Crispy Brussels Sprouts with Furikake, Fish Sauce, Peanuts and Lime


GO EAGLES! Lol, just kidding I don't really watch sports. It's just Sunday night (while I'm writing this) and I'm curled up on the couch with Reuben watching the Philadelphia Eagles plays the Dallas Cowboys. Reuben should appreciate this enthusiasm though.

It's so cold. Are you cold? We just got back from a weekend in Tahoe and it was COLD up there. Like legitimately below freezing and there was snow on the ground. Reuben forced me to climb a snow and ice covered mountain and I'm still try to figure out how I am still alive writing about brussels sprouts. I'll do a quick little recap of our weekend soon, but here are the highlights: I like mustard now, I had the best matcha latte of my life, and I beat Reuben in Padiddle. We are back in San Francisco and I'm still freezing. Curse old but cute apartments and their crappy heating! I'll live.

Anyways, how is your Thanksgiving menu planning going? Are you going full turkey? Chicken? Duck? Tofurkey? At the Cho/Young/Yee family Thanksgiving we would likely have turkey, chicken, duck, AND a ham. NO LIMITS. I doubt there is a tofurkey within the Cleveland city limits. The turkey is for tradition, and my mom always tells me that I'm really the only one who enjoys turkey... Mom, you're CRAZY. It's so good! More turkey legs for me then... The chicken is for everyone because my grandma makes this amazing steamed chicken that is similar to a Hainanese chicken. The roast duck has a permanent spot at the table because it is freaking delicious, and the ham is always present because my aunt brings one every year. The sides are typically mashed potatoes, some form of noodles, a Chinese soup, and some stir-fried Asian veggies. Maybe some mac n' cheese if I'm around! If it wasn't already obvious to you, we are Chinese and my mom (head family chef) likes to create a fusion menu. One year my mom made a sticky rice stuffing and it was soooooo good. But you probably won't find sweet potatoes with marshmallows or green bean casserole at our dining table!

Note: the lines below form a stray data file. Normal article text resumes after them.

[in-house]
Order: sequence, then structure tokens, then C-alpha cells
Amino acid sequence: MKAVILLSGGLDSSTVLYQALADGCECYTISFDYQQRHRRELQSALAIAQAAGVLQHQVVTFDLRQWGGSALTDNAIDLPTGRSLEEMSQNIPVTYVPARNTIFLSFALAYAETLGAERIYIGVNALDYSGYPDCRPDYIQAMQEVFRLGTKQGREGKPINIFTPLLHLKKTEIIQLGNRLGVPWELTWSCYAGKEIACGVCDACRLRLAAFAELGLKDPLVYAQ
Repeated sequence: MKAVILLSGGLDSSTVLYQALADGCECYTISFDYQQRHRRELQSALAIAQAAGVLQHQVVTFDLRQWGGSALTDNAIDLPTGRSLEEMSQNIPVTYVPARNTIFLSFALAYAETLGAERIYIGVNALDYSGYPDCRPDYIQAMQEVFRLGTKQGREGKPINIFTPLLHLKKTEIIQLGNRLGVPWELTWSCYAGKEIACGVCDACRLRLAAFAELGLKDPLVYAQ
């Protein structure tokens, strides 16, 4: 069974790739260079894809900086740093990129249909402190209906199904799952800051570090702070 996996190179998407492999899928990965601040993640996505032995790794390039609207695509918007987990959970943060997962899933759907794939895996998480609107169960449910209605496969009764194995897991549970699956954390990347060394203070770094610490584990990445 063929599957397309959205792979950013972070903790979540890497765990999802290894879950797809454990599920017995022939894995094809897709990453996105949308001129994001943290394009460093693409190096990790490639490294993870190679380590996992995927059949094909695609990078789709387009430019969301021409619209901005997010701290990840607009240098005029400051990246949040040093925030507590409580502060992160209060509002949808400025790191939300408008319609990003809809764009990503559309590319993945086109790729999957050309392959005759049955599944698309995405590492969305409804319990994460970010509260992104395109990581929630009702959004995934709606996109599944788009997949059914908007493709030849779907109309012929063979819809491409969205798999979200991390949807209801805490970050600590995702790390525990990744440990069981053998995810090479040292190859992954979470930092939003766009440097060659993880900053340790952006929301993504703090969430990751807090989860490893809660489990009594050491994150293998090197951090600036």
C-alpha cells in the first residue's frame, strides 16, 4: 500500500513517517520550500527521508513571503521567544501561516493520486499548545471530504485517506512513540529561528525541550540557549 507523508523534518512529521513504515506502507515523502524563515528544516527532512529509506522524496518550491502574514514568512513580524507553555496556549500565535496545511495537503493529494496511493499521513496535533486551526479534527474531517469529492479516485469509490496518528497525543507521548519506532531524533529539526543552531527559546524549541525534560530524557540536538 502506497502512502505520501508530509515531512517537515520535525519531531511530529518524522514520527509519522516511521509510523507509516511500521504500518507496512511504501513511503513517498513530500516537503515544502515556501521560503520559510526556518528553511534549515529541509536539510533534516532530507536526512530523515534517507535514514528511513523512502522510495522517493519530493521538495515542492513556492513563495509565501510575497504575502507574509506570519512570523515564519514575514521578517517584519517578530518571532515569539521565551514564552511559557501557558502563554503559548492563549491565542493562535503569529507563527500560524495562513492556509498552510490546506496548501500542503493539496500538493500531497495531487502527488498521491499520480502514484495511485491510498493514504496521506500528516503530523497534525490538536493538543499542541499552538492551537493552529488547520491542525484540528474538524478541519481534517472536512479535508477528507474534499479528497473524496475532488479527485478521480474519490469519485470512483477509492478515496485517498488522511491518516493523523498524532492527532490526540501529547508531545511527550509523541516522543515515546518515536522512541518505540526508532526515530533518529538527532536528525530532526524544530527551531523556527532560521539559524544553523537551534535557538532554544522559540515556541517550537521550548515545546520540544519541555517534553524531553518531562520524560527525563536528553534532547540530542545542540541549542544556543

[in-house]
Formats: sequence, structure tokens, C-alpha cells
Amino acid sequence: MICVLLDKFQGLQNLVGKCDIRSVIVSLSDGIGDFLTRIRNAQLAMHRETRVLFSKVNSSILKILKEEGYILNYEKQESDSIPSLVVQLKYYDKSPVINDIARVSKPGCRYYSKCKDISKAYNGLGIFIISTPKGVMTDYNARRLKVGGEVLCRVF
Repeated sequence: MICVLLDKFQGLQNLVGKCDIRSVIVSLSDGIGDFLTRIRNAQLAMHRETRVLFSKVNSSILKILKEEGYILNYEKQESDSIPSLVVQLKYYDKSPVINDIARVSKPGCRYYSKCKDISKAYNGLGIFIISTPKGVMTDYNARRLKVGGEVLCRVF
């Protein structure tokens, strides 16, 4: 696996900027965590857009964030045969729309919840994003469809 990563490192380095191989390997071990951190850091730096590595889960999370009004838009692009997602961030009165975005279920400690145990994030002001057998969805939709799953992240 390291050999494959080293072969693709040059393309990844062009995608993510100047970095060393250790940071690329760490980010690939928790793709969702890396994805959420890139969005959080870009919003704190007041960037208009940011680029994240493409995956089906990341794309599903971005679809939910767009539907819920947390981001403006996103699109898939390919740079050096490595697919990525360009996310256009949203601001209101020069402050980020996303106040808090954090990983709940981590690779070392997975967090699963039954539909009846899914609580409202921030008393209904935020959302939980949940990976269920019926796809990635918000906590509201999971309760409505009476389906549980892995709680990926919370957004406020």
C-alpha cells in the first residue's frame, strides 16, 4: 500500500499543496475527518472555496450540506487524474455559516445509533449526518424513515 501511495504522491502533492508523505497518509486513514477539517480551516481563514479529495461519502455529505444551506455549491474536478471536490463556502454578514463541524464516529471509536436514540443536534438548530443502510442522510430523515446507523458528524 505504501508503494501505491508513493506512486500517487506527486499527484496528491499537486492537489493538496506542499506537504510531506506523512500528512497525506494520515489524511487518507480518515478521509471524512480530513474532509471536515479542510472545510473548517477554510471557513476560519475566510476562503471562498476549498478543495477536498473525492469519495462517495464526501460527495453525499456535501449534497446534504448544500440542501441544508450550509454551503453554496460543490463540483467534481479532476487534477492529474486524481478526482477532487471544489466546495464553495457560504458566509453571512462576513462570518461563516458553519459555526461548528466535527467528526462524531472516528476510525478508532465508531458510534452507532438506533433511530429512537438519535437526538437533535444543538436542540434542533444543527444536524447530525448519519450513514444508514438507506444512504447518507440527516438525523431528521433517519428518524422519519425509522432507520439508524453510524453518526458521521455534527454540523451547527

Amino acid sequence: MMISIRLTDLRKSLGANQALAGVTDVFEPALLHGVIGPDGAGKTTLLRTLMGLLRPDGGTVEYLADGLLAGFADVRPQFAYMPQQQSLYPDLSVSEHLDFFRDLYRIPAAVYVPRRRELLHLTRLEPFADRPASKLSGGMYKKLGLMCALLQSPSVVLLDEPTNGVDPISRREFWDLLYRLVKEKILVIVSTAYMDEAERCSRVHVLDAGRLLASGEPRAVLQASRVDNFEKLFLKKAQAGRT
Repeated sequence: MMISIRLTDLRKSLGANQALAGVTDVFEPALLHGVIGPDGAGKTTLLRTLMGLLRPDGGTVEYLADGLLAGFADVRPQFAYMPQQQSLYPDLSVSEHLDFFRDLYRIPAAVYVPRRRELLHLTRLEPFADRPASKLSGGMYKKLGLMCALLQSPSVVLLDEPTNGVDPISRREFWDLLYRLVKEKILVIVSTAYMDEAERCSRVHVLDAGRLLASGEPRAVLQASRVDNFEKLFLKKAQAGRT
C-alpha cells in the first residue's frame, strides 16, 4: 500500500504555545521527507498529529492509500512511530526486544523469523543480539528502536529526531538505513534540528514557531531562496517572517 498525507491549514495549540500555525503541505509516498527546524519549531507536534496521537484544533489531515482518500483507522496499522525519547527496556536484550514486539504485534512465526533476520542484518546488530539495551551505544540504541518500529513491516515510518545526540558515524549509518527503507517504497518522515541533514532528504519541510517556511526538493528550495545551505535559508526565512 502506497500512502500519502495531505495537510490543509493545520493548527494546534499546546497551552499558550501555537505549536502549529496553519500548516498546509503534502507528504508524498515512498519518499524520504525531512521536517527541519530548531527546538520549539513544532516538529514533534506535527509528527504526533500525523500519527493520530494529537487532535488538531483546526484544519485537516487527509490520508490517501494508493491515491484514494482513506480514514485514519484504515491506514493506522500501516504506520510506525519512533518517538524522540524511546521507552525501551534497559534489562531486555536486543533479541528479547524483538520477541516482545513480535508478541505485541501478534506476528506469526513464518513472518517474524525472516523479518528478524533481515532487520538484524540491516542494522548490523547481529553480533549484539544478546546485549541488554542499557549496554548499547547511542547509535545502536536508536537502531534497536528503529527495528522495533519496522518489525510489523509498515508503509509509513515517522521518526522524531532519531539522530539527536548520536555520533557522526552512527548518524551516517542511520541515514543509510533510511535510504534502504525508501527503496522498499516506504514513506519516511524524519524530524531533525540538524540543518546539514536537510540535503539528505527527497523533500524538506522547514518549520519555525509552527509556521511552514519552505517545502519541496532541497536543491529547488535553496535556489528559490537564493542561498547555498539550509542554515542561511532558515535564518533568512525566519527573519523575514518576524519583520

I've grown to appreciate the balance of American traditions and Asian traditions/twists. I mean, I live in world where mashed potatoes and sticky rice can appear on the same plate. It's pretty much what I'm all about. But really, my whole life has pretty much been about bridging the gap between growing up as a 90s kid but also a first generation Chinese American. I'll talk more about this later... you're here for brussels sprouts right?

These sprouts are the perfect combo of a classic side dish with some pretty powerful Asian flavors. They are inspired by the B Sprouts from B Star (on Clement St.) and I love them so much! At B Star the brussels sprouts are deep fried and then tossed with furikake, fish sauce, popped rice, and parmesan. YUM! I decided to roast these suckers, because I don't want to open the dangerous gate to deep frying just yet. Feel free to fry them if you're into that though. I've perfected the method of getting crispy brussels sprouts from roasting. Do this and you'll forget what a deep fryer even is! The trick is making sure that the sprouts are really dry. Towel dry or air dry them, whatever you got to do. Wet sprouts equal soggy gross sprouts. Then the second trick is peeling back the outer leaves and even pulling off a few of them. Don't throw them out though! These essentially become crispy and salty brussels sprout chips in the oven.